Evaluation of the Application of Empowerment Education for Cancer Patients Top


The indexes selected for the application evaluation of empowerment education are also different according to different research purposes. Researchers will comprehensively evaluate the application effect of empowerment education by combining subjective and objective indicators. For the evaluation of subjective indicators, namely social psychological indicators, the Self-Management Efficacy Scale of cancer patients, Self-Rating Anxiety Scale, and Self-Rating Depression Scale were most frequently selected. Objective indicators, such as the incidence of adverse reactions in patients with chemoradiotherapy and the degree of cancer pain in patients, can be used to indirectly evaluate the impact of empowerment education on the utilization of health knowledge and the degree of behavioral change in patients.

Effective and comprehensive empowerment assessment of patients can help nurses to form an objective and accurate understanding of the effect of empowerment education. However, no localized authorization assessment tool has been developed in China.[28] There are some relevant scales in foreign countries, such as the Cancer Empowerment Questionnaire, which is the first questionnaire to verify the empowerment level of cancer patients.[29] It was developed by Dutch scholar van den Berg et al.[30] based on Zimmerman's psychological empowerment theory. There are 40 items in the questionnaire, with 4 dimensions (personal strength, social support, community, and health care). Likert 5 rating is adopted, from 1 (strongly disagree) to 5 (strongly agree). The higher the total score, the stronger the feeling of empowerment of patients. The Patient Empowerment Scale is developed by Dr. Caroline Bulsara in Australia and is used to quantify empowerment levels in cancer patients. There are 15 items in total, and each item is rated by Likert 4, from complete agreement to complete disagreement, with 4–1 points, respectively. The higher the score, the higher the level of patient empowerment.[31] The Empowerment Scale for Women with Breast Cancer is compiled by Shin and Park,[32] Korean scholars. Thirty items are given in 3 dimensions (personal internal factors, interaction factors, and behavioral factors). Likert level 5 is adopted; the higher the score is, the better the empowerment level is. It is suggested that the scale developed in foreign countries should be localized or independently researched and developed for tumor patients under the background of Chinese cultural environment.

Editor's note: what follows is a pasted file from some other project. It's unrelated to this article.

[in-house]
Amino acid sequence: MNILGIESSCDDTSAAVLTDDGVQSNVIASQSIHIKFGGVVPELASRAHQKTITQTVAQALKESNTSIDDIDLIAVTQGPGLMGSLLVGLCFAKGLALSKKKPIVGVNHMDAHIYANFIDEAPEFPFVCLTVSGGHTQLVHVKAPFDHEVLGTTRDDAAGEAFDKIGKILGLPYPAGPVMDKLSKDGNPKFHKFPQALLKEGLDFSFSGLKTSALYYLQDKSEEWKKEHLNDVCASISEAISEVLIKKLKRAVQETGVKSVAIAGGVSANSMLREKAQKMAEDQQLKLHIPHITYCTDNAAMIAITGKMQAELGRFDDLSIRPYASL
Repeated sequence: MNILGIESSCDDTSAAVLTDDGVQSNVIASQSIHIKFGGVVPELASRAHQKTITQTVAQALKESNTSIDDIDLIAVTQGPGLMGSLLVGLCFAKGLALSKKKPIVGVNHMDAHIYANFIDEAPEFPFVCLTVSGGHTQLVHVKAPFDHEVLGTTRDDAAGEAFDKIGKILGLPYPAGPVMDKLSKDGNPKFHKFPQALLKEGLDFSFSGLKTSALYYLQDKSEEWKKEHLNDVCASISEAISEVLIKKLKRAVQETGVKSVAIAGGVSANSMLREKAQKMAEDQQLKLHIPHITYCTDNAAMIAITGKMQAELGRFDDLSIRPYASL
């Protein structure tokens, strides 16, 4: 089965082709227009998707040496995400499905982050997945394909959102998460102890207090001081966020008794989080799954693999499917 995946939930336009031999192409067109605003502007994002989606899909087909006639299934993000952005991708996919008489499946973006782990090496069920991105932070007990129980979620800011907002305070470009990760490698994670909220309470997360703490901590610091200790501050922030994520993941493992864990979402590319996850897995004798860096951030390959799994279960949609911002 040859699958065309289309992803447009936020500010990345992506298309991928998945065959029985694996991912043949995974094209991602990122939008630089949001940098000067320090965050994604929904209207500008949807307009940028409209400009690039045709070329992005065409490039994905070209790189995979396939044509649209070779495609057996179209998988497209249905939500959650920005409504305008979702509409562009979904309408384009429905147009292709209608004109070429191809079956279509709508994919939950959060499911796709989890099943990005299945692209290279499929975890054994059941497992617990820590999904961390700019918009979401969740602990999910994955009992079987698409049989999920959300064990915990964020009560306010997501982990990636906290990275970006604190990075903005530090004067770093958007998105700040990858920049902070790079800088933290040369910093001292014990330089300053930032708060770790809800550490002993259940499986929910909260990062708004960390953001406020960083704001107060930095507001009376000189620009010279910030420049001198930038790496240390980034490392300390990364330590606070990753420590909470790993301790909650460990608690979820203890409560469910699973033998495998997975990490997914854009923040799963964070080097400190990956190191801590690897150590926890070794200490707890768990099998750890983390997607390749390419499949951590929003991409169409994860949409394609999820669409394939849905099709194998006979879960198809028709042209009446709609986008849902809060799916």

Conclusions Top


To sum up, the purpose of empowerment education is to stimulate the subjective initiative of patients' disease management, to actively seek help for their own health problems, and according to the information, resources, and skills provided by the nurses, the target and plan of behavior change should be established for self-care. The impact of empowerment on patients is beneficial and long lasting. However, empowerment education in China is widely used in chronic diseases such as diabetes and stroke, and its application in cancer patients is still at the initial stage, with a relatively simple form and no reliable assessment tool, which is the direction for further in-depth research in the future.

Financial support and sponsorship

Nil.

Conflicts of interest

There are no conflicts of interest.



 
  References Top

1.
Bray F, Ferlay J, Soerjomataram I, et al. Global cancer statistics 2018: GLOBOCAN estimates of incidence and mortality worldwide for 36 cancers in 185 countries. CA Cancer J Clin 2018;68:394-424.  Back to cited text no. 1